Harry C. Martin /
08.01.2008 12:00 PM
FCC fine-tunes DTV transition rules
The commission clarifies its rules on PSIP.

With the major DTV rulemaking proceedings out of the way, the commission has been working on resolving remaining DTV transition issues as they occur. Here is a summary of some recent developments.

Maximization and channel change procedures

In May, the FCC lifted the freeze, in place since 2004, on maximization applications and DTV channel change requests, and simultaneously opened a window for such submissions on June 20.

All applications and petitions filed during this window will be reviewed to determine preliminarily if there were timely filed conflicting proposals. If a proposal is not subject to such conflicts, it will be granted promptly so as to permit effectuation of the changes in advance of the Feb. 17, 2009, transition deadline.

In situations where a conflict is identified, the commission will grant all of the conflicting proposals, with the condition that the parties resolve their conflicts within 30 days. If the parties cannot resolve the conflicts, then the commission will dismiss all of the conflicting authorizations and require the parties to re-file. Re-filed applications will be processed on a first-come, first-serve basis. The FCC warned parties that they cannot rely on these submissions in seeking extension of the Feb. 17, 2009, transition deadline.

Consumer education rule relaxed

The commission also issued an order on clarification of its consumer education rules. Announcements made to the public over television stations relating to the early termination of analog facilities, or the extension of time to construct post-transition facilities, may be combined into a single spot, rather than aired as separate spots.

PSIP clarification

In the same order, the commission clarified that licensees do not have to immediately update their Event Information Table (EIT), required under Program System and Information Protocol (PSIP) standards, when circumstances change the program line-up. The FCC encourages licensees to update their EITs as quickly as possible, but such updates do not have to occur in real time.

To review, PSIP is data transmitted along with the station's DTV signal, which provides DTV receivers with information about the station and what is being broadcast. PSIP data provides a method for DTV receivers to identify a DTV station and to determine how a receiver can tune to it. It tells the receiver whether multiple program streams are being broadcast and, if so, how to find them.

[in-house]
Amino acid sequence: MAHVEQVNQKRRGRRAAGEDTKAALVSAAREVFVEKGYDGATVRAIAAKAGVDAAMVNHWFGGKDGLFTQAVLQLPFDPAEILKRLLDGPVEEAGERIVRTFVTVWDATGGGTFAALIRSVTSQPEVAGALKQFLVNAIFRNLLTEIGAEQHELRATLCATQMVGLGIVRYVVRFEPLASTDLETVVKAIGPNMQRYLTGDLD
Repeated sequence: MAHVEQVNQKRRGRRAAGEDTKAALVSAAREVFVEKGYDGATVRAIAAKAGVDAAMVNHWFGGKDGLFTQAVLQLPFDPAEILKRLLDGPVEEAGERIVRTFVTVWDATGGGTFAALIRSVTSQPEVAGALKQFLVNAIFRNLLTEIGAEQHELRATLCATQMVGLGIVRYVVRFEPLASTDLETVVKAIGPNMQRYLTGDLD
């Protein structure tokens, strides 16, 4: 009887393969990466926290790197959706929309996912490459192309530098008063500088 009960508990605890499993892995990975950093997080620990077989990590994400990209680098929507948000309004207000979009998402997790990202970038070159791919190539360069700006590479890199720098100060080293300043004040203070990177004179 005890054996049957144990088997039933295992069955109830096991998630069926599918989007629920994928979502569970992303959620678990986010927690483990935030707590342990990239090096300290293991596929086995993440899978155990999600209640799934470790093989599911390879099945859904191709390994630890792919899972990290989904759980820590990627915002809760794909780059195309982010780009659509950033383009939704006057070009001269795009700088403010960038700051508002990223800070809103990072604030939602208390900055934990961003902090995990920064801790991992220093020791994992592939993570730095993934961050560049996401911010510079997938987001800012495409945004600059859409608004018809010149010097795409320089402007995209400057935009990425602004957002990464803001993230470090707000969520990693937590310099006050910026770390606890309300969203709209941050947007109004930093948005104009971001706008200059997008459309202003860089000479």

The FCC's PSIP standards, including the new protocol for EITs, are incorporated into Section 73.682(d) of the agency's rules. Detailed ATSC PSIP information, as modified effective May 29, is available publicly at the sites referenced in Section 73.8000 of the FCC's rules.

Class A freeze over

The FCC's freeze on the filing of Class A TV station displacement and minor-change applications, which has been in place for several years, ended Aug. 4. Beginning then, such applications are accepted on a first-come, first-serve basis.

DTV Activity Form 388 now available

The commission created a Form 388 (DTV Quarterly Activity Station Report) in Common Debian Build System (CDBS) and has ordered reporting broadcasters to file through CDBS starting with the second quarter of 2008 and forward.


Harry C. Martin is a past president of the Federal Communications Bar Association and a member of Fletcher, Heald and Hildreth, PLC.

Send questions and comments to: harry.martin@penton.com

Dateline

  • Oct. 1 is the deadline for TV stations in the following states and territories to file their biennial ownership reports: Alaska, Florida, Hawaii, Oregon, the Pacific Islands, Puerto Rico, the Virgin Islands and Washington.

  • Oct. 1 is the deadline for TV stations and Class A TV stations in the following states and territories to place their 2008 EEO public file reports in their public files and post them on their Web sites: Alaska, Florida, Hawaii, Iowa, Missouri, Oregon, the Pacific Islands, Puerto Rico, the Virgin Islands and Washington. LPTV stations originating programming in these locations, which are not required to have public files, must post these reports on their Web sites and keep them in their station records.



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